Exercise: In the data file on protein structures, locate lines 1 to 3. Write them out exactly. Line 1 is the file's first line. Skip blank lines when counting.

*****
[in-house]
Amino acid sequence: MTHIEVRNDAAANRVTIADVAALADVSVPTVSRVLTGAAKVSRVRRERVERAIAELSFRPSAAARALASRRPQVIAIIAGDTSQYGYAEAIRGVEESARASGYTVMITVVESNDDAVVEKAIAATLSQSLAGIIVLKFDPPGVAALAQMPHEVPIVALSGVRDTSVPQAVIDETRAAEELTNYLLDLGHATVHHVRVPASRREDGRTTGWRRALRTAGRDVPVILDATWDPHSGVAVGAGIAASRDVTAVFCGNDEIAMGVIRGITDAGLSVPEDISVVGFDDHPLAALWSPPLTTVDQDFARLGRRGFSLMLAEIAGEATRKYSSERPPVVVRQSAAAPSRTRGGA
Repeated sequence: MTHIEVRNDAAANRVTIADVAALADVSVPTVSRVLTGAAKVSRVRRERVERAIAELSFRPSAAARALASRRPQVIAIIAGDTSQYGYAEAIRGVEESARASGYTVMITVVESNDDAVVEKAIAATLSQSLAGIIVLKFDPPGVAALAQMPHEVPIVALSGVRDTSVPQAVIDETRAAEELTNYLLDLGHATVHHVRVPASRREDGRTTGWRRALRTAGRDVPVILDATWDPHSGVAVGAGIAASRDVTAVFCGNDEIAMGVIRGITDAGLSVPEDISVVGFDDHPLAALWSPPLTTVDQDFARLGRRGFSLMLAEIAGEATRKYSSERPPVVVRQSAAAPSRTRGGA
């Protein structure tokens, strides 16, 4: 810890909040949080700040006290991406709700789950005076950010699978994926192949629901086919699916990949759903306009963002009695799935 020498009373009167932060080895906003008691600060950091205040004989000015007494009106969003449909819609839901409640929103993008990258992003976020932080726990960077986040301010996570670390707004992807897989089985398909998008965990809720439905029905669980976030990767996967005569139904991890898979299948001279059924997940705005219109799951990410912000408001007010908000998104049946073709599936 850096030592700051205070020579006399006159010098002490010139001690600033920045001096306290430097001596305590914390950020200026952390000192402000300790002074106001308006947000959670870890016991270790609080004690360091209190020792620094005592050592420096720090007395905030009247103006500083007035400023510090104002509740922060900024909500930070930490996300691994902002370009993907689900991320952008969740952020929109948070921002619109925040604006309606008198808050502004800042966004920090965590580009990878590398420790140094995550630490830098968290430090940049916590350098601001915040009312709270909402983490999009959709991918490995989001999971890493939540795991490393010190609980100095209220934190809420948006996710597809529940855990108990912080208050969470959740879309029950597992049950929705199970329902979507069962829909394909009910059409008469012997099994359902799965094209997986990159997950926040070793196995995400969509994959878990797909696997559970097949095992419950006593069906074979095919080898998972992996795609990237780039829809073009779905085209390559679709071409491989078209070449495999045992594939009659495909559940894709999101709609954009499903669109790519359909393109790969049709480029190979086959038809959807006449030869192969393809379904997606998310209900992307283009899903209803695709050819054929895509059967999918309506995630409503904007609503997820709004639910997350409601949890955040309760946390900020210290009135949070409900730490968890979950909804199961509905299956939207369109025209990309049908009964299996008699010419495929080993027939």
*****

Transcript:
[in-house]
Amino acid sequence: MTHIEVRNDAAANRVTIADVAALADVSVPTVSRVLTGAAKVSRVRRERVERAIAELSFRPSAAARALASRRPQVIAIIAGDTSQYGYAEAIRGVEESARASGYTVMITVVESNDDAVVEKAIAATLSQSLAGIIVLKFDPPGVAALAQMPHEVPIVALSGVRDTSVPQAVIDETRAAEELTNYLLDLGHATVHHVRVPASRREDGRTTGWRRALRTAGRDVPVILDATWDPHSGVAVGAGIAASRDVTAVFCGNDEIAMGVIRGITDAGLSVPEDISVVGFDDHPLAALWSPPLTTVDQDFARLGRRGFSLMLAEIAGEATRKYSSERPPVVVRQSAAAPSRTRGGA
Repeated sequence: MTHIEVRNDAAANRVTIADVAALADVSVPTVSRVLTGAAKVSRVRRERVERAIAELSFRPSAAARALASRRPQVIAIIAGDTSQYGYAEAIRGVEESARASGYTVMITVVESNDDAVVEKAIAATLSQSLAGIIVLKFDPPGVAALAQMPHEVPIVALSGVRDTSVPQAVIDETRAAEELTNYLLDLGHATVHHVRVPASRREDGRTTGWRRALRTAGRDVPVILDATWDPHSGVAVGAGIAASRDVTAVFCGNDEIAMGVIRGITDAGLSVPEDISVVGFDDHPLAALWSPPLTTVDQDFARLGRRGFSLMLAEIAGEATRKYSSERPPVVVRQSAAAPSRTRGGA